The electric car (or vehicle / EV) may be the most captivating technology of my career. I panned EVs ten years ago with a Frivolous Novelty. I implore you to go back and read that. Almost nothing has changed in ten years!
The iPhone launched 13 years ago. Everyone has an iPhone or an iPhone wannabe. By contrast, the EV has gone from zero to 0.02 in the same period.
This week I will cover market challenges and pain points. Next week, we will look at some mitigating solutions, some of which are stupendously simple.
The Wall Street Journal reports that global automakers will invest $250 billion in the development of EVs over the next three years. Seventeen all-electric vehicles were on the market last year, and twelve more will be added this year. The New York Times reports 100 new plug-in models will be introduced in the next five years (may include plugin hybrids).
That’s swell, but here is the reality as reported by the Times: EV sales in 2019 were lower than in 2018. Gulp. And Tesla accounted for more than half the sales volume. This is confirmed by ev-volumes.com.
Holman Jenkins from the Wall Street Journal notes that “cars designed in part for compliance purposes [EPA fuel mileage standards] have a hard time finding their way into customers’ hearts.” No kidding. This, I wrote about in Prestige, Not Pain, several months ago, when I described that small car models are disappearing – and according to the Times and the Journal, those models are being replaced by electric versions of similar stature.
The Auto Executive?
Do you understand automotive executives? I do not. I can envision an executive’s presentation to a board of directors: “Our strategic plan for the future is to replace our fleet of small gasoline-driven, fuel-efficient cars with electric cars that cost $15,000 more per unit. This is our vision for the future.” To this, the General Motors executive can add that, “We have an even better idea – an electric Hummer – to build on the success of our gasoline-powered line of Hummer products.” I wish there were a way to short bet against that $250 billion that will be invested.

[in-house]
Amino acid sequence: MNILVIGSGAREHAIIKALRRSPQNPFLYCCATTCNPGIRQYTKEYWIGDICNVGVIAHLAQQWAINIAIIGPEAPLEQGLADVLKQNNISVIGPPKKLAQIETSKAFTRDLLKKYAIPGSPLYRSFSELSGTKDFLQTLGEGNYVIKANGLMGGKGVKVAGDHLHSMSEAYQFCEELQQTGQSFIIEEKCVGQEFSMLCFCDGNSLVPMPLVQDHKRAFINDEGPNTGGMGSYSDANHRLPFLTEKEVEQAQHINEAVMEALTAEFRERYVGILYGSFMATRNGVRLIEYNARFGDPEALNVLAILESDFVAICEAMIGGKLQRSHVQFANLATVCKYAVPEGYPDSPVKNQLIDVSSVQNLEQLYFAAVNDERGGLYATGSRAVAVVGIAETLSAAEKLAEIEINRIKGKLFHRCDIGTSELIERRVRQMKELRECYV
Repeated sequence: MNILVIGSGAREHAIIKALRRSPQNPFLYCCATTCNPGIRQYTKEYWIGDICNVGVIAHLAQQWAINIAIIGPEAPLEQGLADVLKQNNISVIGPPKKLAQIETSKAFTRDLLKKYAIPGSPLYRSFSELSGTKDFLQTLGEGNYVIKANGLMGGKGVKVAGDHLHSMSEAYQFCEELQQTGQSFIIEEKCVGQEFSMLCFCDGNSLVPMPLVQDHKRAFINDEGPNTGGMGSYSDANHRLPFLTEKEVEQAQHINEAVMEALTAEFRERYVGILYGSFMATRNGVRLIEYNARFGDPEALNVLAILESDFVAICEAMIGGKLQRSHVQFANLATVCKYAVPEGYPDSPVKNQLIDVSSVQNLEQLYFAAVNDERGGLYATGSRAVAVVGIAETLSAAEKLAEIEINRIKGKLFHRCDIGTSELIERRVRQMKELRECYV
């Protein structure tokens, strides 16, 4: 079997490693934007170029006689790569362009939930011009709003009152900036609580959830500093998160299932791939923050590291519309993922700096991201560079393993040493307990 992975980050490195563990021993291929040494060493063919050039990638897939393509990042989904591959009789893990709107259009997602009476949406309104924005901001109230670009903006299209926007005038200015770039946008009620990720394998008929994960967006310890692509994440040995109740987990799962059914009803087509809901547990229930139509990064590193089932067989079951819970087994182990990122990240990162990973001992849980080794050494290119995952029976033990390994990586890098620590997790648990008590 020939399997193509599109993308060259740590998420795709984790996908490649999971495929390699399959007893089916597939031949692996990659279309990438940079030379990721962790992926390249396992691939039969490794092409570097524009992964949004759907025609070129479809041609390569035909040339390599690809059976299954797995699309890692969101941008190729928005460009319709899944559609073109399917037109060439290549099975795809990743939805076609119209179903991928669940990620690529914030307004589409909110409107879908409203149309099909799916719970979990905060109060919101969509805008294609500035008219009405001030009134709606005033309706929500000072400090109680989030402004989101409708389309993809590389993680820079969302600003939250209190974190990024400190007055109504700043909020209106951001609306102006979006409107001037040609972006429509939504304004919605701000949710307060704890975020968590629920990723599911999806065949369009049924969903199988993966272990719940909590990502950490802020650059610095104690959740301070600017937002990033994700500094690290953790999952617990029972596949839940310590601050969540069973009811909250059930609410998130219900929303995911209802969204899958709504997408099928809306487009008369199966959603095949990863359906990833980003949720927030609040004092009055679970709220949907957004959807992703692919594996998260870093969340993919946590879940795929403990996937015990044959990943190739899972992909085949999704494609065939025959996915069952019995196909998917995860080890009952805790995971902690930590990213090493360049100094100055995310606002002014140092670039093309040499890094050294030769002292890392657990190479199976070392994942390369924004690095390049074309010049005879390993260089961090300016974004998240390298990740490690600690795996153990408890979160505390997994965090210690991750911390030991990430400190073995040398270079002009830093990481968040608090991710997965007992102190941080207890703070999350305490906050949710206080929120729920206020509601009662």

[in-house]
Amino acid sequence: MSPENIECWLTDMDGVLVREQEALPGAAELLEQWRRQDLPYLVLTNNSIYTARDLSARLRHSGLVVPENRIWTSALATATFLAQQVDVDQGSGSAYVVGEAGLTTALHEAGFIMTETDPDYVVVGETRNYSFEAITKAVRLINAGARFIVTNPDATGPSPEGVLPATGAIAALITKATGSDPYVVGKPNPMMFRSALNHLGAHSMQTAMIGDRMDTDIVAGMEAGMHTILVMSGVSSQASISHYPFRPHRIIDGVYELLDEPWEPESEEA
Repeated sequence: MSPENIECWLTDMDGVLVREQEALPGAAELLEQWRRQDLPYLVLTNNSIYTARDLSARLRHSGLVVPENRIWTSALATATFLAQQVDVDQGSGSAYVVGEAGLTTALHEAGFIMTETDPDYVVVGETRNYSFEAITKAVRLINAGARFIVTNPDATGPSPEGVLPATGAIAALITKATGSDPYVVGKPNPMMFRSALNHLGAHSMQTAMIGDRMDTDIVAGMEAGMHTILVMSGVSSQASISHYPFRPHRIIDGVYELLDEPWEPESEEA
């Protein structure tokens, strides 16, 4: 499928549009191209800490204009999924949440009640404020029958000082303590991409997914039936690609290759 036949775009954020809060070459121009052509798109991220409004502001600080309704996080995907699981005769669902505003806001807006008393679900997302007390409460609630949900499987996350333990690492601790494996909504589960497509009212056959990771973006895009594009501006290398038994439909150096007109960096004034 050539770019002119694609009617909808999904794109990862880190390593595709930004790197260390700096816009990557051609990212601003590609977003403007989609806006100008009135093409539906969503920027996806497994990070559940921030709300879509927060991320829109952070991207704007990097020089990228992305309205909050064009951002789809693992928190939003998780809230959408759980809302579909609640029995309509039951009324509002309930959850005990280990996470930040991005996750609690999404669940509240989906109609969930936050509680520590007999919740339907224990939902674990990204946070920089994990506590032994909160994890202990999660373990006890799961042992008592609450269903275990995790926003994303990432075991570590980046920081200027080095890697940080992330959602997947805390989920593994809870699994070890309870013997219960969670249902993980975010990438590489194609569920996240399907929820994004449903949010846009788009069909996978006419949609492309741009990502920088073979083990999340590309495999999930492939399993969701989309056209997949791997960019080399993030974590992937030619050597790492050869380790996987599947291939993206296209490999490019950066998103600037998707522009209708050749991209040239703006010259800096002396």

Now here is something that will knock your socks off, taken directly from the Times article linked above. Although EVs have been around as long as the iPhone, people don’t know anything about them. Sixty-seven percent of Californians cannot name a battery-electric vehicle on the market in the United States. Wow!
Jenkins (The Wall Street Journal) reports that Roger Penske is ticked off because he is stuck with 30 “highly touted” Audi E Tron SUVs which were abandoned on his properties via customer cancellations. But not all is lost. Jenkins reports that consumers don’t want EVs. They want a Tesla. It’s hard to argue with that.
The Thrill is Gone
Here’s the thing – inventions like cars, iPhones, PCs, and the LED bulbs reach market saturation, and the urge to buy the next one is limited to things such as:
- I want to try a different model for a different experience.
- My current one died or is no longer supported by the manufacturer.
- I accidentally dropped it in the toilet.
When was the last time you were excited to get a new laptop? I distinctly remember getting a svelte 12 inch Dell that was lighter than what have today, 3-4 computers, and at least ten years later. This is where cars are today. Of the dozen or so cars I’ve bought over the years, the 2003 Acura RSX remains my favorite. No contest.
I haven’t been in new cars for eons, but for many years, everything that matters is standard: fuel injection, air conditioning, wishbone suspension, the audio system, excellent speakers, cruise control, a quiet ride, and power everything.
A Thought Experiment
For comparison, let’s say it is discovered that lithium batteries in your laptop are demonstrated to be radioactive at the end of their useful life. They haven’t harmed you, but they are irredeemably toxic for hundreds of years. Would you give up the independence and mobility of your battery laptop instead of a battery-free option that you have to shut down and reboot every time you move from one place to another? It can be done. It’s not the end of the world.
For the general population, the non-EV enthusiasts who just want to get from A to B, this is what the EV market has to overcome. Consumers have to be convinced to switch from something they don’t have to manage at all – a fuel tank to something that needs to be managed. They have to plan their transportation around their car battery. For instance, a real example: “I’m in the EV penalty box because I forgot to plug in my car last night.” That is a one-line true story of a business partner of ours as we connected for a video conference not long ago. So spare the “it’s easy,” replies. There it is.
There have to be compelling reasons to overcome these hassles if EV sales will ever exceed the market penetration of indoor/outdoor home swimming pools. We’ll get to that next week.